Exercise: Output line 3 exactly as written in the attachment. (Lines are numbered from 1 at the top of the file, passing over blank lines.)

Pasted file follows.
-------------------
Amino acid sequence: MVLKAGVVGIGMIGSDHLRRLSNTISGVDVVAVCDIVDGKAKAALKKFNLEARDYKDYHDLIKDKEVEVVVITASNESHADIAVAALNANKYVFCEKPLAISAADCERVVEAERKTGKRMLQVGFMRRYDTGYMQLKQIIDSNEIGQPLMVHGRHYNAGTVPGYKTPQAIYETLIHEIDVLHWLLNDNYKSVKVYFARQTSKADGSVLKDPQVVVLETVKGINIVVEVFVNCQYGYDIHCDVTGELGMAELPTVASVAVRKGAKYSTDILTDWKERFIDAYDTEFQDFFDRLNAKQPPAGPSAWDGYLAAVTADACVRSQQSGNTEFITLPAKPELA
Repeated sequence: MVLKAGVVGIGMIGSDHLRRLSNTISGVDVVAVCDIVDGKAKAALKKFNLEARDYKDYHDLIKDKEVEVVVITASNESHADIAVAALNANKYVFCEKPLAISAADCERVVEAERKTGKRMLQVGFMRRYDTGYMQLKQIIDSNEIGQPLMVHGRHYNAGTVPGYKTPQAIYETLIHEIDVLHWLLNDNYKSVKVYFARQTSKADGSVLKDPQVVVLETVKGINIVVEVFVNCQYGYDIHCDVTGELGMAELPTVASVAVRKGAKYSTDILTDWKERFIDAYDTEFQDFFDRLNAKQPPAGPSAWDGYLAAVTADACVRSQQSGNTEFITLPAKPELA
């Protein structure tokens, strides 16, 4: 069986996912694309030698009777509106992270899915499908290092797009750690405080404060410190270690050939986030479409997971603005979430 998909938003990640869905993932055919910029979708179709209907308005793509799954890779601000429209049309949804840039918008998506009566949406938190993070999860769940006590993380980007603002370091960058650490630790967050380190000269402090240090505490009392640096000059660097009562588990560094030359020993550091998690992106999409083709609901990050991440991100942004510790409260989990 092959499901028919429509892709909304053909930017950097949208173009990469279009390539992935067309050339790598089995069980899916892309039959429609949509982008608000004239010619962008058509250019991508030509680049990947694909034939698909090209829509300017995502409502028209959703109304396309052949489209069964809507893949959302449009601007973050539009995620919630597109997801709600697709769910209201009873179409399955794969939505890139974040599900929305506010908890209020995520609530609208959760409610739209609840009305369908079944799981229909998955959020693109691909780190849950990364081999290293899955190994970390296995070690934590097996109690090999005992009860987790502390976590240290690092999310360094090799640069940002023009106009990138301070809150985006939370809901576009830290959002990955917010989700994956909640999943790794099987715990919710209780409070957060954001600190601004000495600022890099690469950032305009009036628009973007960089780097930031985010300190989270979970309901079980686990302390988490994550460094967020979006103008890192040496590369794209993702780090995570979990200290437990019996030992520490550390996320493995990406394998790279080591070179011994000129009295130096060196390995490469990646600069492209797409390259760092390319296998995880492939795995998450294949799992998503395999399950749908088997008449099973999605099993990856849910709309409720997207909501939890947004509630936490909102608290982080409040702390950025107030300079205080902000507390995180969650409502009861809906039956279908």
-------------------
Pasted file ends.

């Protein structure tokens, strides 16, 4: 069986996912694309030698009777509106992270899915499908290092797009750690405080404060410190270690050939986030479409997971603005979430 998909938003990640869905993932055919910029979708179709209907308005793509799954890779601000429209049309949804840039918008998506009566949406938190993070999860769940006590993380980007603002370091960058650490630790967050380190000269402090240090505490009392640096000059660097009562588990560094030359020993550091998690992106999409083709609901990050991440991100942004510790409260989990 092959499901028919429509892709909304053909930017950097949208173009990469279009390539992935067309050339790598089995069980899916892309039959429609949509982008608000004239010619962008058509250019991508030509680049990947694909034939698909090209829509300017995502409502028209959703109304396309052949489209069964809507893949959302449009601007973050539009995620919630597109997801709600697709769910209201009873179409399955794969939505890139974040599900929305506010908890209020995520609530609208959760409610739209609840009305369908079944799981229909998955959020693109691909780190849950990364081999290293899955190994970390296995070690934590097996109690090999005992009860987790502390976590240290690092999310360094090799640069940002023009106009990138301070809150985006939370809901576009830290959002990955917010989700994956909640999943790794099987715990919710209780409070957060954001600190601004000495600022890099690469950032305009009036628009973007960089780097930031985010300190989270979970309901079980686990302390988490994550460094967020979006103008890192040496590369794209993702780090995570979990200290437990019996030992520490550390996320493995990406394998790279080591070179011994000129009295130096060196390995490469990646600069492209797409390259760092390319296998995880492939795995998450294949799992998503395999399950749908088997008449099973999605099993990856849910709309409720997207909501939890947004509630936490909102608290982080409040702390950025107030300079205080902000507390995180969650409502009861809906039956279908």